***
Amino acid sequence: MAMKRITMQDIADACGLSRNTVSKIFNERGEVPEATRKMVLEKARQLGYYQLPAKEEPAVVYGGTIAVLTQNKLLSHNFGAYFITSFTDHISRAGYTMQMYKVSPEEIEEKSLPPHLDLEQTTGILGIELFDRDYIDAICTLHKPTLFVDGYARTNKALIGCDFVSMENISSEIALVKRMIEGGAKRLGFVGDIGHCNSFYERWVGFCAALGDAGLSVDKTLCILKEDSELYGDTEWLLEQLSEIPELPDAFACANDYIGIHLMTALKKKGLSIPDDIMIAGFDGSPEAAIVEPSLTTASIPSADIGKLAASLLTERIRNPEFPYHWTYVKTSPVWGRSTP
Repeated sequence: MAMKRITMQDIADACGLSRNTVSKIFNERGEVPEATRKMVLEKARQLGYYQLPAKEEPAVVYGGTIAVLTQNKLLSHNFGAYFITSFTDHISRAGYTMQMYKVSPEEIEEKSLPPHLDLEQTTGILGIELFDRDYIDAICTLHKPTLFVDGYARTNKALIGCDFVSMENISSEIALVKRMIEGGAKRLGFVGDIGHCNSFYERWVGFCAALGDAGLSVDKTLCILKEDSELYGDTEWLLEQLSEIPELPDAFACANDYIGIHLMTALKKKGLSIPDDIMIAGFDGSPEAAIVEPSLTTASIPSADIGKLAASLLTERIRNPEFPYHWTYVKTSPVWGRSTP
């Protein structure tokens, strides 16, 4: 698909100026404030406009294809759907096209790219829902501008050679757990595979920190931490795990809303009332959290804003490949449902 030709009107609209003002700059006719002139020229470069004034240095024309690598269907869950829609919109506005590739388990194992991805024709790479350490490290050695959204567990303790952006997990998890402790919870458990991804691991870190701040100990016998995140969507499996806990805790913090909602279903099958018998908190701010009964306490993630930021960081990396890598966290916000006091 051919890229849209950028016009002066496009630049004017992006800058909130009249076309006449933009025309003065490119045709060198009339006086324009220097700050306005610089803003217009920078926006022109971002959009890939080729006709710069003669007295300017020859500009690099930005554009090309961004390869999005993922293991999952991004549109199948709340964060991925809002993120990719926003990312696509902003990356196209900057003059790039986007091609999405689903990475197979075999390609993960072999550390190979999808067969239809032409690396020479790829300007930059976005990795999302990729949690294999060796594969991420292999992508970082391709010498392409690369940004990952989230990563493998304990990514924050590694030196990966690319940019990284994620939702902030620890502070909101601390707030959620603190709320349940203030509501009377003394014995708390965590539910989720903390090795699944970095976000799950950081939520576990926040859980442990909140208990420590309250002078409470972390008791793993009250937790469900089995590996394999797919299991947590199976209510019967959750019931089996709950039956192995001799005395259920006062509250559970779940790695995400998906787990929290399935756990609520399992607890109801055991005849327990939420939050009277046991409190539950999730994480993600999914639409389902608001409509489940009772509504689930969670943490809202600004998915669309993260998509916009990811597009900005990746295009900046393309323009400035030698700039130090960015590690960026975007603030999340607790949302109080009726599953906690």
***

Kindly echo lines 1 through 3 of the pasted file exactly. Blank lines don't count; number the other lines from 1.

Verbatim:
Amino acid sequence: MAMKRITMQDIADACGLSRNTVSKIFNERGEVPEATRKMVLEKARQLGYYQLPAKEEPAVVYGGTIAVLTQNKLLSHNFGAYFITSFTDHISRAGYTMQMYKVSPEEIEEKSLPPHLDLEQTTGILGIELFDRDYIDAICTLHKPTLFVDGYARTNKALIGCDFVSMENISSEIALVKRMIEGGAKRLGFVGDIGHCNSFYERWVGFCAALGDAGLSVDKTLCILKEDSELYGDTEWLLEQLSEIPELPDAFACANDYIGIHLMTALKKKGLSIPDDIMIAGFDGSPEAAIVEPSLTTASIPSADIGKLAASLLTERIRNPEFPYHWTYVKTSPVWGRSTP
Repeated sequence: MAMKRITMQDIADACGLSRNTVSKIFNERGEVPEATRKMVLEKARQLGYYQLPAKEEPAVVYGGTIAVLTQNKLLSHNFGAYFITSFTDHISRAGYTMQMYKVSPEEIEEKSLPPHLDLEQTTGILGIELFDRDYIDAICTLHKPTLFVDGYARTNKALIGCDFVSMENISSEIALVKRMIEGGAKRLGFVGDIGHCNSFYERWVGFCAALGDAGLSVDKTLCILKEDSELYGDTEWLLEQLSEIPELPDAFACANDYIGIHLMTALKKKGLSIPDDIMIAGFDGSPEAAIVEPSLTTASIPSADIGKLAASLLTERIRNPEFPYHWTYVKTSPVWGRSTP
């Protein structure tokens, strides 16, 4: 698909100026404030406009294809759907096209790219829902501008050679757990595979920190931490795990809303009332959290804003490949449902 030709009107609209003002700059006719002139020229470069004034240095024309690598269907869950829609919109506005590739388990194992991805024709790479350490490290050695959204567990303790952006997990998890402790919870458990991804691991870190701040100990016998995140969507499996806990805790913090909602279903099958018998908190701010009964306490993630930021960081990396890598966290916000006091 051919890229849209950028016009002066496009630049004017992006800058909130009249076309006449933009025309003065490119045709060198009339006086324009220097700050306005610089803003217009920078926006022109971002959009890939080729006709710069003669007295300017020859500009690099930005554009090309961004390869999005993922293991999952991004549109199948709340964060991925809002993120990719926003990312696509902003990356196209900057003059790039986007091609999405689903990475197979075999390609993960072999550390190979999808067969239809032409690396020479790829300007930059976005990795999302990729949690294999060796594969991420292999992508970082391709010498392409690369940004990952989230990563493998304990990514924050590694030196990966690319940019990284994620939702902030620890502070909101601390707030959620603190709320349940203030509501009377003394014995708390965590539910989720903390090795699944970095976000799950950081939520576990926040859980442990909140208990420590309250002078409470972390008791793993009250937790469900089995590996394999797919299991947590199976209510019967959750019931089996709950039956192995001799005395259920006062509250559970779940790695995400998906787990929290399935756990609520399992607890109801055991005849327990939420939050009277046991409190539950999730994480993600999914639409389902608001409509489940009772509504689930969670943490809202600004998915669309993260998509916009990811597009900005990746295009900046393309323009400035030698700039130090960015590690960026975007603030999340607790949302109080009726599953906690």